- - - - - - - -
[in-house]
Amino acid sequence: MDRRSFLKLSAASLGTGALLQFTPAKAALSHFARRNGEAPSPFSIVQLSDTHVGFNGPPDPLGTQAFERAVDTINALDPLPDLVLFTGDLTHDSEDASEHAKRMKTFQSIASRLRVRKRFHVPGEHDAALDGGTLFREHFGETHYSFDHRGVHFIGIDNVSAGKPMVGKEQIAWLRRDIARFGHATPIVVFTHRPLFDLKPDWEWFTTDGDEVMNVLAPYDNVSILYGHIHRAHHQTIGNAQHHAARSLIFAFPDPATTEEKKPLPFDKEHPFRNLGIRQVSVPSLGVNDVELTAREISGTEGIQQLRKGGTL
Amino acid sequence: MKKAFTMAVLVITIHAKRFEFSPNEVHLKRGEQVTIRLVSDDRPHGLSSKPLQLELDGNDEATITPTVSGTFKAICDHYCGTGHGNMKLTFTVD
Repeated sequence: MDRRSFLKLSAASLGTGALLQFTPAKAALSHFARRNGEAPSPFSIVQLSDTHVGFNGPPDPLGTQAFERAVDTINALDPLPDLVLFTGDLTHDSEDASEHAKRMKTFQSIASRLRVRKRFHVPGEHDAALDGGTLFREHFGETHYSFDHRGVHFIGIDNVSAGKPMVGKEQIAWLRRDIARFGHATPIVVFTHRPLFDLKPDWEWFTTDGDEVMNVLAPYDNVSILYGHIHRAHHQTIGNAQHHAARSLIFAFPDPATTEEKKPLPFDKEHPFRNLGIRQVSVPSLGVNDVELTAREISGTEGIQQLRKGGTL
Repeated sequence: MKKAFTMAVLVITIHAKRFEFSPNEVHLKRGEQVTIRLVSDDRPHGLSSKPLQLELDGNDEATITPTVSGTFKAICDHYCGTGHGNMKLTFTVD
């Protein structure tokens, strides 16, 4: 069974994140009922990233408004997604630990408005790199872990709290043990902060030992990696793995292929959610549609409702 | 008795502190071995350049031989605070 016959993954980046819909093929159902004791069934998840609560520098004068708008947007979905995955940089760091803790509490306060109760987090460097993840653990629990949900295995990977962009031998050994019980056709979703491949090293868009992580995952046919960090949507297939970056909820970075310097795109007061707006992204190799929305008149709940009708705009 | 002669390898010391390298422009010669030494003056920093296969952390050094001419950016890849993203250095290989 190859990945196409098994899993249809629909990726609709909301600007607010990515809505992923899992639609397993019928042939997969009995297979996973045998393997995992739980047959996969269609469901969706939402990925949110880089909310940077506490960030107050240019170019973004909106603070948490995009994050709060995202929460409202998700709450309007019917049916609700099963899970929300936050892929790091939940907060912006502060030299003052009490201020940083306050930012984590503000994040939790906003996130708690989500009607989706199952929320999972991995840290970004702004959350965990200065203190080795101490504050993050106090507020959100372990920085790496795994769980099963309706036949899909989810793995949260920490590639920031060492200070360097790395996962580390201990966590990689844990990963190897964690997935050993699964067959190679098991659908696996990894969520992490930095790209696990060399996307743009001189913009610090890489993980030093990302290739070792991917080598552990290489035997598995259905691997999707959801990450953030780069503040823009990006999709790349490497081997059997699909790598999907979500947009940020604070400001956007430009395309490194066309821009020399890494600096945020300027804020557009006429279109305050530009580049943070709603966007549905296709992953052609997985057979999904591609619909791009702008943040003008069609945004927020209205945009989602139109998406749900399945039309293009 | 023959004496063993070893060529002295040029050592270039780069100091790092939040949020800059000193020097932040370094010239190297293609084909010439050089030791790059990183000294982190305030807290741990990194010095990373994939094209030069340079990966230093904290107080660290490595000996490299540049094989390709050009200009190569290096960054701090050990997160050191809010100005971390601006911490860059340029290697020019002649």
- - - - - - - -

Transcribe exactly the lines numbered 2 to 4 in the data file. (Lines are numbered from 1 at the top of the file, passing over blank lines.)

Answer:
Amino acid sequence: MDRRSFLKLSAASLGTGALLQFTPAKAALSHFARRNGEAPSPFSIVQLSDTHVGFNGPPDPLGTQAFERAVDTINALDPLPDLVLFTGDLTHDSEDASEHAKRMKTFQSIASRLRVRKRFHVPGEHDAALDGGTLFREHFGETHYSFDHRGVHFIGIDNVSAGKPMVGKEQIAWLRRDIARFGHATPIVVFTHRPLFDLKPDWEWFTTDGDEVMNVLAPYDNVSILYGHIHRAHHQTIGNAQHHAARSLIFAFPDPATTEEKKPLPFDKEHPFRNLGIRQVSVPSLGVNDVELTAREISGTEGIQQLRKGGTL
Amino acid sequence: MKKAFTMAVLVITIHAKRFEFSPNEVHLKRGEQVTIRLVSDDRPHGLSSKPLQLELDGNDEATITPTVSGTFKAICDHYCGTGHGNMKLTFTVD
Repeated sequence: MDRRSFLKLSAASLGTGALLQFTPAKAALSHFARRNGEAPSPFSIVQLSDTHVGFNGPPDPLGTQAFERAVDTINALDPLPDLVLFTGDLTHDSEDASEHAKRMKTFQSIASRLRVRKRFHVPGEHDAALDGGTLFREHFGETHYSFDHRGVHFIGIDNVSAGKPMVGKEQIAWLRRDIARFGHATPIVVFTHRPLFDLKPDWEWFTTDGDEVMNVLAPYDNVSILYGHIHRAHHQTIGNAQHHAARSLIFAFPDPATTEEKKPLPFDKEHPFRNLGIRQVSVPSLGVNDVELTAREISGTEGIQQLRKGGTL